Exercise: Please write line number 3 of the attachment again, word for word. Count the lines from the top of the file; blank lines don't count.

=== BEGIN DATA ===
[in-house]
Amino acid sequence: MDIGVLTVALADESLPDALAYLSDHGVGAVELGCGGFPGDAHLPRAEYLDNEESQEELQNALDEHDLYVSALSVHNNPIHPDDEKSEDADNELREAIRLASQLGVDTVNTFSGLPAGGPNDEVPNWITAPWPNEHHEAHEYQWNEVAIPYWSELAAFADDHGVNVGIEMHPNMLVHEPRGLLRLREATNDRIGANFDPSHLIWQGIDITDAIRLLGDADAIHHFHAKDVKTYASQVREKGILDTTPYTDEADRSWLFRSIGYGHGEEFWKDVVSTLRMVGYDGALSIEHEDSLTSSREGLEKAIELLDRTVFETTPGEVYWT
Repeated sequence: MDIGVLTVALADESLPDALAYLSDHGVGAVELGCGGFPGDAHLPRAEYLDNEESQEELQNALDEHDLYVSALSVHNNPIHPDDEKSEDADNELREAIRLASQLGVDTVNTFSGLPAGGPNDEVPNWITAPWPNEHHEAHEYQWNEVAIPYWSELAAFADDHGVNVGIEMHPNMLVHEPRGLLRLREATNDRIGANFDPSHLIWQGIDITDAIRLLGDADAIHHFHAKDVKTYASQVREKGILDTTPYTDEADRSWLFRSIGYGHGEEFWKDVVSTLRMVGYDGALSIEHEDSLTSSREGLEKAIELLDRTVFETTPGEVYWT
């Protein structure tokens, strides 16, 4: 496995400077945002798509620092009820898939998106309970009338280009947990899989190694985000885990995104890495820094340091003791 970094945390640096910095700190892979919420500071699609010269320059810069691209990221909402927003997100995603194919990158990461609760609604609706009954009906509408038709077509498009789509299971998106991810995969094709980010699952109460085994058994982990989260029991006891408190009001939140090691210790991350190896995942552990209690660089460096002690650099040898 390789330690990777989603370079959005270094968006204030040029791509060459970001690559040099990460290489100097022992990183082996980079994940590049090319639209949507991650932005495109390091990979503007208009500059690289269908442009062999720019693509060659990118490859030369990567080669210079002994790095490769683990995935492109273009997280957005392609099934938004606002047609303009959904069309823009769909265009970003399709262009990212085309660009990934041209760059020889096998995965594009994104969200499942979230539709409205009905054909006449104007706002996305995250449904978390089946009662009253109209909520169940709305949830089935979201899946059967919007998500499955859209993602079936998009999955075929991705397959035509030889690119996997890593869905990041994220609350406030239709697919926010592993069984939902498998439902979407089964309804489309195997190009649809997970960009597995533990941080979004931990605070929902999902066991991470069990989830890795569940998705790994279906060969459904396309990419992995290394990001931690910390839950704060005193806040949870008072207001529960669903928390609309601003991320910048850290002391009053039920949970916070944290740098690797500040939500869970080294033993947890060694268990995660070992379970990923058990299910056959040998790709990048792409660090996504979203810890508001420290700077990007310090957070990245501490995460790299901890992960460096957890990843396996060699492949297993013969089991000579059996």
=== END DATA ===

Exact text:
Repeated sequence: MDIGVLTVALADESLPDALAYLSDHGVGAVELGCGGFPGDAHLPRAEYLDNEESQEELQNALDEHDLYVSALSVHNNPIHPDDEKSEDADNELREAIRLASQLGVDTVNTFSGLPAGGPNDEVPNWITAPWPNEHHEAHEYQWNEVAIPYWSELAAFADDHGVNVGIEMHPNMLVHEPRGLLRLREATNDRIGANFDPSHLIWQGIDITDAIRLLGDADAIHHFHAKDVKTYASQVREKGILDTTPYTDEADRSWLFRSIGYGHGEEFWKDVVSTLRMVGYDGALSIEHEDSLTSSREGLEKAIELLDRTVFETTPGEVYWT